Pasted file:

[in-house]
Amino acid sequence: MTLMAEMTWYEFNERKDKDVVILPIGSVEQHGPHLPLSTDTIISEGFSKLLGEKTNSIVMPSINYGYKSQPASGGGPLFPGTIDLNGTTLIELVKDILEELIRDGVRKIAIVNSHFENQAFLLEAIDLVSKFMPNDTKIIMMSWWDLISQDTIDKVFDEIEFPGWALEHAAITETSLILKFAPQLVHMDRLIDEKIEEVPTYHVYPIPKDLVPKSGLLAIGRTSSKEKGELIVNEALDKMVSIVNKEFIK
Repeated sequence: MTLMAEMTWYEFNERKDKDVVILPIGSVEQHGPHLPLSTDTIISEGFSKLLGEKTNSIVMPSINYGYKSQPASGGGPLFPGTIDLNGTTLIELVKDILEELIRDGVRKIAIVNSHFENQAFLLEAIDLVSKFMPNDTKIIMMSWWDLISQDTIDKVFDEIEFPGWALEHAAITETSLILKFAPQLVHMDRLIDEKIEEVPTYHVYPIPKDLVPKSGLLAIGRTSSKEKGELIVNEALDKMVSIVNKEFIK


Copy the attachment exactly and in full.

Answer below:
[in-house]
Amino acid sequence: MTLMAEMTWYEFNERKDKDVVILPIGSVEQHGPHLPLSTDTIISEGFSKLLGEKTNSIVMPSINYGYKSQPASGGGPLFPGTIDLNGTTLIELVKDILEELIRDGVRKIAIVNSHFENQAFLLEAIDLVSKFMPNDTKIIMMSWWDLISQDTIDKVFDEIEFPGWALEHAAITETSLILKFAPQLVHMDRLIDEKIEEVPTYHVYPIPKDLVPKSGLLAIGRTSSKEKGELIVNEALDKMVSIVNKEFIK
Repeated sequence: MTLMAEMTWYEFNERKDKDVVILPIGSVEQHGPHLPLSTDTIISEGFSKLLGEKTNSIVMPSINYGYKSQPASGGGPLFPGTIDLNGTTLIELVKDILEELIRDGVRKIAIVNSHFENQAFLLEAIDLVSKFMPNDTKIIMMSWWDLISQDTIDKVFDEIEFPGWALEHAAITETSLILKFAPQLVHMDRLIDEKIEEVPTYHVYPIPKDLVPKSGLLAIGRTSSKEKGELIVNEALDKMVSIVNKEFIK